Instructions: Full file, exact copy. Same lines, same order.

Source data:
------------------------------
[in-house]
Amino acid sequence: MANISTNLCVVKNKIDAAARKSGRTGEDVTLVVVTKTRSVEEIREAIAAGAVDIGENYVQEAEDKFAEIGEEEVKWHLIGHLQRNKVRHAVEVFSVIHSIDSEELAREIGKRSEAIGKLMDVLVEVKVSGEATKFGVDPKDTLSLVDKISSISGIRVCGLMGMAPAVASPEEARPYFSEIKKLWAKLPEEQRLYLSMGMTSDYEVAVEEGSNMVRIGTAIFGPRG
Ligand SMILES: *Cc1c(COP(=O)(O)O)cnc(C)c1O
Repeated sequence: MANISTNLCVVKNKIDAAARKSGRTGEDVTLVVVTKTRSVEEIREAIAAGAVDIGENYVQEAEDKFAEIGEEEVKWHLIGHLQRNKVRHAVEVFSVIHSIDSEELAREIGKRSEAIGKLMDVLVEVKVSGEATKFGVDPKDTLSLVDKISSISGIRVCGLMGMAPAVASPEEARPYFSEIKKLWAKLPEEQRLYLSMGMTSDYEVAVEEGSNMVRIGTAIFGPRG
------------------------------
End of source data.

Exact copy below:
[in-house]
Amino acid sequence: MANISTNLCVVKNKIDAAARKSGRTGEDVTLVVVTKTRSVEEIREAIAAGAVDIGENYVQEAEDKFAEIGEEEVKWHLIGHLQRNKVRHAVEVFSVIHSIDSEELAREIGKRSEAIGKLMDVLVEVKVSGEATKFGVDPKDTLSLVDKISSISGIRVCGLMGMAPAVASPEEARPYFSEIKKLWAKLPEEQRLYLSMGMTSDYEVAVEEGSNMVRIGTAIFGPRG
Ligand SMILES: *Cc1c(COP(=O)(O)O)cnc(C)c1O
Repeated sequence: MANISTNLCVVKNKIDAAARKSGRTGEDVTLVVVTKTRSVEEIREAIAAGAVDIGENYVQEAEDKFAEIGEEEVKWHLIGHLQRNKVRHAVEVFSVIHSIDSEELAREIGKRSEAIGKLMDVLVEVKVSGEATKFGVDPKDTLSLVDKISSISGIRVCGLMGMAPAVASPEEARPYFSEIKKLWAKLPEEQRLYLSMGMTSDYEVAVEEGSNMVRIGTAIFGPRG